When in Drought, Low Compaction is Key

Fall 2014 Ecesis, Volume 24, Issue 3

Clearing brush prior to the MTBA March 15 deadline. The compost remained onsite to compost, and was incorporated into the soil after grading.

Clearing brush prior to the MTBA March 15 deadline. The compost remained onsite to compost, and was incorporated into the soil after grading.

In some habitat restoration projects, due to the location or how the mitigation plan was written, the restoration contractor may not be able to install a temporary irrigation system to provide water to the native plants. During years of drought, this can create even more of a challenge for the contractor. 

This was the case for a riparian mitigation project constructed in southern California for a local school district. The project included the removal of 1,300 non-native trees and shrubs including Arundo donax, Tamarix and Fraxinus (Ash), along with the creation of 3.5 acres of riparian habitat. We reviewed the site grading plans and realized the site would need a cut of about 12 feet in order to achieve the proper hydrology for the riparian plant pallet. 

Due to the deep cut, we surmised that we would be dealing with soils that were compacted and devoid of any nutrients. Along with this, we were in ongoing drought conditions with a project that would not allow for temporary irrigation. Low water and nutrient weak and compacted soils — for a successful project, this would require some careful planning. 
We started with the removal of the Arundo donax and Tamarix to a local green waste facility. But, the Fraxinus and other shrubs were composted and stored in piles onsite while the site was graded. Keeping with our schedule, we cleared the land prior to the Migratory Bird Treaty Act (MBTA) deadline on March 15, and over the summer months graded the new riparian corridor while the school was built. In September, we took over the newly graded mitigation site. 

The first step for this newly graded site was to pull soil samples and send them out to the soils lab. We then crossed-ripped the site to 18 inches with agricultural rippers on our low ground pressure CAT 277. Our soils lab recommended three cubic yards of compost per thousand square feet. We utilized our salvage compost that had been decomposing over the summer, and using the CAT 277 with grapple bucket, we placed chippings over the ripped site.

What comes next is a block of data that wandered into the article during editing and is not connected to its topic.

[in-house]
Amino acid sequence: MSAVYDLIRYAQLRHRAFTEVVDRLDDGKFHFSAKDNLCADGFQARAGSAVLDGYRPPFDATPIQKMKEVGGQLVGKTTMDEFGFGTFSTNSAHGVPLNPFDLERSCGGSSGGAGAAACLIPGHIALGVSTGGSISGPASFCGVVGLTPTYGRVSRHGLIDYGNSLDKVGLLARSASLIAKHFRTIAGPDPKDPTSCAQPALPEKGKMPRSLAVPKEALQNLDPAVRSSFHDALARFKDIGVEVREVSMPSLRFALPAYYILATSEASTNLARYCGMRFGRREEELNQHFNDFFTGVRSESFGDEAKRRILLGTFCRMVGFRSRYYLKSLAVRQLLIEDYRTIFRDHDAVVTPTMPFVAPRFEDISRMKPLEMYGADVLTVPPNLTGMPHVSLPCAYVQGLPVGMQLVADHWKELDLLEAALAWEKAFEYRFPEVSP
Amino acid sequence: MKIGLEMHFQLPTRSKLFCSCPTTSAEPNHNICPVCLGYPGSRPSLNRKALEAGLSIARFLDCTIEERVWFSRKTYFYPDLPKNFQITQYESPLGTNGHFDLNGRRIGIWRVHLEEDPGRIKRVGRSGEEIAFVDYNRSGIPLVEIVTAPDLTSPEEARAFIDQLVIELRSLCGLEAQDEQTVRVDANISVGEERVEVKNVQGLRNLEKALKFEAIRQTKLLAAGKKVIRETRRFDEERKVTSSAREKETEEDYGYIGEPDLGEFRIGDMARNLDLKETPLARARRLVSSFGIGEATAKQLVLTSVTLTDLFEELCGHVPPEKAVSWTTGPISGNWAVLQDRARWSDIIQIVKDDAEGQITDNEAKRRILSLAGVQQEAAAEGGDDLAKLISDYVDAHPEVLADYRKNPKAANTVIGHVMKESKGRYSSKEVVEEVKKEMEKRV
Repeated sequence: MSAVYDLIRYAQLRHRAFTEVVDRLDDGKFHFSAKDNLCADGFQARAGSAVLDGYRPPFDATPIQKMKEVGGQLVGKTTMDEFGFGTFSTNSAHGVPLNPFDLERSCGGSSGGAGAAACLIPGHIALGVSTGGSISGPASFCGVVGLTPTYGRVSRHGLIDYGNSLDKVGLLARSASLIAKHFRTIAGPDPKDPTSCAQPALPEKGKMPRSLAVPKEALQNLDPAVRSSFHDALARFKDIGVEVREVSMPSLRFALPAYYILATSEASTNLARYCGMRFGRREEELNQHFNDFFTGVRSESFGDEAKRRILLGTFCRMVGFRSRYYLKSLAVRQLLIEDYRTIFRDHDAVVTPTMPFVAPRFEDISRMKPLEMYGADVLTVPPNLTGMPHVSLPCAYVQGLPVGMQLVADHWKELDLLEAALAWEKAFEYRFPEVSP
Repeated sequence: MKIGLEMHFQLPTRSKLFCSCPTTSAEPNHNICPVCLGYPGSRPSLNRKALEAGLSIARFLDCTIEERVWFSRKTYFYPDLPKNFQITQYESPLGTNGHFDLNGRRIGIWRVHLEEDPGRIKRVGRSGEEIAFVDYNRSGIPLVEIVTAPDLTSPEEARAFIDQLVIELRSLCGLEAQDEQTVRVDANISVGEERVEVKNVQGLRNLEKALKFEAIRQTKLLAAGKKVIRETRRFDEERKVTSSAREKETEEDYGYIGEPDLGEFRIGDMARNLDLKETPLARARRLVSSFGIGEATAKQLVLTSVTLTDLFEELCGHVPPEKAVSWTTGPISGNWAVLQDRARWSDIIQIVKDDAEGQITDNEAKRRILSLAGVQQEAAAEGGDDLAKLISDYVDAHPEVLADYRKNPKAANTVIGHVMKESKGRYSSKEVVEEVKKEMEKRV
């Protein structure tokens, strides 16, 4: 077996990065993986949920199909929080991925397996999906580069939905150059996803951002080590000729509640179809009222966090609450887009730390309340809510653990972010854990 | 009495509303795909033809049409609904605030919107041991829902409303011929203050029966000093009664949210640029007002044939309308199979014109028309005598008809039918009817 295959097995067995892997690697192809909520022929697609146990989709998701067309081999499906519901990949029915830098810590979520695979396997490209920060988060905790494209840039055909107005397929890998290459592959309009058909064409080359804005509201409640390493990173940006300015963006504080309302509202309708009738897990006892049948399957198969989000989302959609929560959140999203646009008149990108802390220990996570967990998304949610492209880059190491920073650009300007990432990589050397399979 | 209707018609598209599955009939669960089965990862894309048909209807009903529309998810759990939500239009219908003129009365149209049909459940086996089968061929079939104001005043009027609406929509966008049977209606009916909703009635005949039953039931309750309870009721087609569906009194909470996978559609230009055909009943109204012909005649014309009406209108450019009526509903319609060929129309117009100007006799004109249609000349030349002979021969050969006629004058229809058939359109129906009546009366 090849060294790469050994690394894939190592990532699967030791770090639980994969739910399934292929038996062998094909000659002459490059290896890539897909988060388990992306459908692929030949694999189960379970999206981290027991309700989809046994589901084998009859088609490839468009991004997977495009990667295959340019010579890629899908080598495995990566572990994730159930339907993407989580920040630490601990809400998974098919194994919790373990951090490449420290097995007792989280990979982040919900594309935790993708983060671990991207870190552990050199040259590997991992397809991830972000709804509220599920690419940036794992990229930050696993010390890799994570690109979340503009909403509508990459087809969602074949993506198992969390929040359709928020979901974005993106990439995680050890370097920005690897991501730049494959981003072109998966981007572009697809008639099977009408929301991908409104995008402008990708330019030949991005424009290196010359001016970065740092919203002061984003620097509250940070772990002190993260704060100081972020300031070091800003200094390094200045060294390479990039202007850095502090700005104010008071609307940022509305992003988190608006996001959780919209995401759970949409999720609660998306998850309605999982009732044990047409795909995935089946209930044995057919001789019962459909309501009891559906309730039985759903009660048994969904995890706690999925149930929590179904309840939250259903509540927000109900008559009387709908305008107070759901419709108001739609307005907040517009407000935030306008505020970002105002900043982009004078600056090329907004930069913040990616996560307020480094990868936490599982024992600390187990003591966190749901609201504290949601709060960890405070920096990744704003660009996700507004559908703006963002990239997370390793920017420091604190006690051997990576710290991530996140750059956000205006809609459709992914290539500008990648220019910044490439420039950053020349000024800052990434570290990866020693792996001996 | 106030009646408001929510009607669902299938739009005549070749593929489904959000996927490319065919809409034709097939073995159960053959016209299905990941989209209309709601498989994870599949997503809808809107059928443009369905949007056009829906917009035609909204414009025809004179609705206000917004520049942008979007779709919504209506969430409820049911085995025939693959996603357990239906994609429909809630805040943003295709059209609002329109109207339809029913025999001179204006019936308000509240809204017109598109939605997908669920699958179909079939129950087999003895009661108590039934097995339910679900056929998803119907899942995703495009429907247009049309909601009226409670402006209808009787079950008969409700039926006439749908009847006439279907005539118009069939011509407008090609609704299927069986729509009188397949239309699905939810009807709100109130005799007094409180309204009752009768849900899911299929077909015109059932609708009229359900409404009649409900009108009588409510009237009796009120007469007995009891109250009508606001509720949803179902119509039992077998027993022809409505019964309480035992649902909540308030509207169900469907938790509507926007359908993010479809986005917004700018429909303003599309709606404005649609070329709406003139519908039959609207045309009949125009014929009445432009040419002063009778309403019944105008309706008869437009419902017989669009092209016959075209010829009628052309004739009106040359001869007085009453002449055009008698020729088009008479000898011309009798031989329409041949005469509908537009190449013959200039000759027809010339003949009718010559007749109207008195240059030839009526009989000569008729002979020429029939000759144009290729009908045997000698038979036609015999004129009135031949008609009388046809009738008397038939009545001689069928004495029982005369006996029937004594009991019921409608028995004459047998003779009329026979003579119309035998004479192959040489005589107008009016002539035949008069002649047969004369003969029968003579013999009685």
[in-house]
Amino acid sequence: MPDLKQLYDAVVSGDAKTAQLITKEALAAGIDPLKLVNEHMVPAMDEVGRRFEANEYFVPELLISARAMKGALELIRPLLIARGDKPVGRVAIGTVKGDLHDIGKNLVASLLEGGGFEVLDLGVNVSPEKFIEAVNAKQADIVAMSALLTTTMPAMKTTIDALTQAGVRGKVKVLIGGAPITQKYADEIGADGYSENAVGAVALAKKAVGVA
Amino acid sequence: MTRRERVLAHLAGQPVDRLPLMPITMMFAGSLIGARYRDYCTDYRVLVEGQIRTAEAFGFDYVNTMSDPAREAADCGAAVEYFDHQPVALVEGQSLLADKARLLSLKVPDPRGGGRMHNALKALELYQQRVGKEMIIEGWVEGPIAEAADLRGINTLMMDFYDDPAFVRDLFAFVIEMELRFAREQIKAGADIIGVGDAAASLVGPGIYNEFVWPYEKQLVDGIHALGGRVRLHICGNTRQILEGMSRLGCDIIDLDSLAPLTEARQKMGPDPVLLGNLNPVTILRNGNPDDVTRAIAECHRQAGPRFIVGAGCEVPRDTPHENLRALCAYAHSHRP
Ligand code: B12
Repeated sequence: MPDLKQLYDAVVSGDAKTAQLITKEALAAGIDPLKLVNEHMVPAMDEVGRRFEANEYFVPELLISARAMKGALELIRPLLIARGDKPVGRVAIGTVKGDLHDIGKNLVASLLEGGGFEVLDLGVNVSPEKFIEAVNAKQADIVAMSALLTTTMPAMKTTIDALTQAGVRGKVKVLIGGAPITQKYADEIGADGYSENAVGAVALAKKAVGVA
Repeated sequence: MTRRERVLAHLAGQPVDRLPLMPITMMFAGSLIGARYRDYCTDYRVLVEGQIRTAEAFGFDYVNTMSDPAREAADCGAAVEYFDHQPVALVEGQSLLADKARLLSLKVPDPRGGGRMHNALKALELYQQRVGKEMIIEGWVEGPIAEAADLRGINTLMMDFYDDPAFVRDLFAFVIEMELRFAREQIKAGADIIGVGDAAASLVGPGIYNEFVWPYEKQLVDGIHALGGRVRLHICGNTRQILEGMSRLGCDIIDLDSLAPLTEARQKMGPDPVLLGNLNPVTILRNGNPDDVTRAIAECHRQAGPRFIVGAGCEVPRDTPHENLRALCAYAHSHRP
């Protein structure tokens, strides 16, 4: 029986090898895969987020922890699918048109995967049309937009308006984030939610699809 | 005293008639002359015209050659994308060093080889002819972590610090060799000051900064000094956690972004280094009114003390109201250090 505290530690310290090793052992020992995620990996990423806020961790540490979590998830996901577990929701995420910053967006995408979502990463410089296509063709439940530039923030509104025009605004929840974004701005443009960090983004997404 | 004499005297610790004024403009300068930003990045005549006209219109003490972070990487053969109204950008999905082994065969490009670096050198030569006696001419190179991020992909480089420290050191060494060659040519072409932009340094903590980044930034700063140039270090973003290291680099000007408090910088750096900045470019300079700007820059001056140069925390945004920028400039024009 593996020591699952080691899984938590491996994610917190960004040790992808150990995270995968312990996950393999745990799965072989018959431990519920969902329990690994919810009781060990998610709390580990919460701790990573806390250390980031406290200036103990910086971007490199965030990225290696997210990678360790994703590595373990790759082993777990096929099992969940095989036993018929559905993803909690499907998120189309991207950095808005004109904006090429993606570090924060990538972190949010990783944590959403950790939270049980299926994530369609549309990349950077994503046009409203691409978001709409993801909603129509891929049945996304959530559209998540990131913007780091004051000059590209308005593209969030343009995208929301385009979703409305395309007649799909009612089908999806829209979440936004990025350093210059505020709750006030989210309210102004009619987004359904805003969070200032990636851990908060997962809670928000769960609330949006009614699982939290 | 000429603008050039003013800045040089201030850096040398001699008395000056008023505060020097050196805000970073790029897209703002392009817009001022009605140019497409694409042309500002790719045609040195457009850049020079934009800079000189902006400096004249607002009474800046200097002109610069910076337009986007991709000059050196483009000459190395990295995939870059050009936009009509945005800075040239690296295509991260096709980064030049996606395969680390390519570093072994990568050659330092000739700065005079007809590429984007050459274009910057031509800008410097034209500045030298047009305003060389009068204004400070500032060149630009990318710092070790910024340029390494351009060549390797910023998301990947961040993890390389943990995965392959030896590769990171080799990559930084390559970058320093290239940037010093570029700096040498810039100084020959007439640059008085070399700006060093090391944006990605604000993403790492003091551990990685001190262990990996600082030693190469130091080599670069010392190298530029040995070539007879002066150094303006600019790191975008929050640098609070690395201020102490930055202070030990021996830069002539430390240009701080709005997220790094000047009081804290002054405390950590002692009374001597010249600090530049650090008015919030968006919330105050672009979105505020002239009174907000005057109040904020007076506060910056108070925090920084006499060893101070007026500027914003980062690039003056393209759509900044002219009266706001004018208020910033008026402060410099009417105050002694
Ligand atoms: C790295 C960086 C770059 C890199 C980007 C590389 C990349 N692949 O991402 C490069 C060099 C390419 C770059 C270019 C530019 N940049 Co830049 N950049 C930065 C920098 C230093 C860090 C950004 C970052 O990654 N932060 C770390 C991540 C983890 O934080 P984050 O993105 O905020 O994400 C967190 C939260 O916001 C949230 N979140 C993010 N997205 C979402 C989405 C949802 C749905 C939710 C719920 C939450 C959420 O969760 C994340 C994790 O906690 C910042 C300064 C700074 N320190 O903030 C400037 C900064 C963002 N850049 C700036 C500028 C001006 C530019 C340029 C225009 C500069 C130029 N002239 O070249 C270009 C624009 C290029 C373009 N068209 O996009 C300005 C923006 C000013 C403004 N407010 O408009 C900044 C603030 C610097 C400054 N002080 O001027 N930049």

Although it would have taken less time to use a CAT 950 loader than the CAT 277, we would have re-compacted the soil — and compaction is the enemy of restoration. With the CAT 277 and the rototiller attachment, we tilled in the amendments approximately 8 inches. 

Walking on this newly amended soil was like walking on a sponge. The 6,300 pole cuttings of various Salix species were installed and watered in with a hose; then we applied 3 inches of our project-generated composted mulch around the cuttings to retain moisture and impede weed growth. Over the next few months we had less than 2 inches of rain and we did not water the cuttings.

The pole cuttings budded out and thrived in the newly-created riparian corridor. At the end of Year One, the average willow height was 6 feet. At the end of Year Two, they reached 12 feet, and by Year Three, we could no longer pull the tape from the transects stations. The site was already exceeding the 5-year coverage criteria. 

Looking back, 12 years later, the willow canopy is forty-plus feet tall and thriving. This project site has survived one El Niño and the current 90-year historical drought. The three keys to this success was creating a healthy soil through de-compaction, agronomy, and utilizing low ground pressure equipment. — by Mark Girard, President of Habitat Restoration Sciences, Inc. 

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